Designed to succeed the De Havilland Tiger Moth biplane trainer, the Chipmunk flew for the first time at Downsview, Toronto on 22 May 1946. It was the first indigenous design of de Havilland Aircraft of Canada Ltd. The prototype was powered by a 108-kW (145hp) de Havilland Gipsy Major 1C
Two were evaluated by the Aeroplane and Armament Experimental Establishment at Boscombe Down. As a result, the fully-aerobatic Chipmunk was ordered as an ab initio trainer for the Royal Air Force. Prince Philip took his first flying lesson in one in 1952. The Royal Canadian Air Force also adopted the Chipmunk as their primary trainer. British Chipmunks are notably different from Canadian ones; the latter have a bubble canopy, while British examples have the flat-panelled sliding canopy.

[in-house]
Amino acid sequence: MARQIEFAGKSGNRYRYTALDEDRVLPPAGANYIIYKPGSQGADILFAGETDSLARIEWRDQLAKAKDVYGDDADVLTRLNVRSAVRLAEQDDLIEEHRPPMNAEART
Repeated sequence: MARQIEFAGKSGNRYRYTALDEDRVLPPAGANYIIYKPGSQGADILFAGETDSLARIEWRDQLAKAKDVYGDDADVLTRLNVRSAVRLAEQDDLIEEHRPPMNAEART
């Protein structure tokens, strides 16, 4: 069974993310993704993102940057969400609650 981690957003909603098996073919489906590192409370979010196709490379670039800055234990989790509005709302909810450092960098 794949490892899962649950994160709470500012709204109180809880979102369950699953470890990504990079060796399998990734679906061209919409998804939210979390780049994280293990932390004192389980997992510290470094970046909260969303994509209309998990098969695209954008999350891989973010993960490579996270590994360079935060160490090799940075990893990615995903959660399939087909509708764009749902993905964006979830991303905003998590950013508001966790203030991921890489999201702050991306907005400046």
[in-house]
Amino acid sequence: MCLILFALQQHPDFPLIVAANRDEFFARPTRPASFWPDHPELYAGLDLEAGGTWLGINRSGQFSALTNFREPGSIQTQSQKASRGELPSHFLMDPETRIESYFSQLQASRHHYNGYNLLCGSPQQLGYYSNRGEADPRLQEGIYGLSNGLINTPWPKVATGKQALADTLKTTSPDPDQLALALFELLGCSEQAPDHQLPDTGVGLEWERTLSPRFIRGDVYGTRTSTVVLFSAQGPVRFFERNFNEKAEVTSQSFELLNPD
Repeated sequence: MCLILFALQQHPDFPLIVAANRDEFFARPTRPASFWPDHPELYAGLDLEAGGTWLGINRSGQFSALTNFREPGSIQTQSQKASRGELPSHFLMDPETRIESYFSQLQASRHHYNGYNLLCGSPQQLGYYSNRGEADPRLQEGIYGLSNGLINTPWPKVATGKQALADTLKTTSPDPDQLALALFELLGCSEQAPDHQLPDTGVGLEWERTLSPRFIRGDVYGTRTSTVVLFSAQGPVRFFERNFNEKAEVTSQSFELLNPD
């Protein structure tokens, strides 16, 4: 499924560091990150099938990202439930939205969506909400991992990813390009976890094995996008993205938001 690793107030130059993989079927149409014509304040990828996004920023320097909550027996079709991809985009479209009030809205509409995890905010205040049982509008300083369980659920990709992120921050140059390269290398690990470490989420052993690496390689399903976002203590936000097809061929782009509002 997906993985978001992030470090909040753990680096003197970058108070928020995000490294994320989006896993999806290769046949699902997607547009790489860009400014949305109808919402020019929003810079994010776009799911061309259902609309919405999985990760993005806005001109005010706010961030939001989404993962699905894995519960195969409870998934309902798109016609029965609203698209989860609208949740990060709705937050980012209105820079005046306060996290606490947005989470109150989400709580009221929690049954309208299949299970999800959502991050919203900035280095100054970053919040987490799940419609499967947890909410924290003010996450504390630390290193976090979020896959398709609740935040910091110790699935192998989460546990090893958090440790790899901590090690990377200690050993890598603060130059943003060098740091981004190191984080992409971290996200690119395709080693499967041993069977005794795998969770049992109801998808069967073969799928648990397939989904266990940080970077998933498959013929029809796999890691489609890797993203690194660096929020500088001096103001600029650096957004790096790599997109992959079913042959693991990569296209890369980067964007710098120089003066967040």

The RAF received 735 Chipmunks manufactured in the UK. They initially served with University Air Squadrons. A few Chipmunks were pressed into service in Cyprus on internal security flights during the troubles of 1958, and some were used for covert reconnaissence operating out of Berlin. They were still in service for Air Cadet Experience flights until 1996. The last two Chipmunks in military service are operated by the RAF Battle Of Britain Memorial Flight, to keep its pilots current on tailwheel aircraft.
Downsview built 218 Chipmunks, the last in 1951. 1014 were built in Britain. 60 Chipmunks were licence-manufactured from 1955 in Portugal for the Portuguese air force. Other users included Burma, Ceylon, Chile, Colombia, Denmark, Egypt, Eire, Iraq, Israel, Jordan, Lebanon, Malaya, Saudi Arabia, Syria, Thailand and Uruguay.
From the 1950s onward, the Chipmunk became a popular civilian aircraft, being used for training, aerobatics and crop spraying. Most civilian aircraft were ex-military.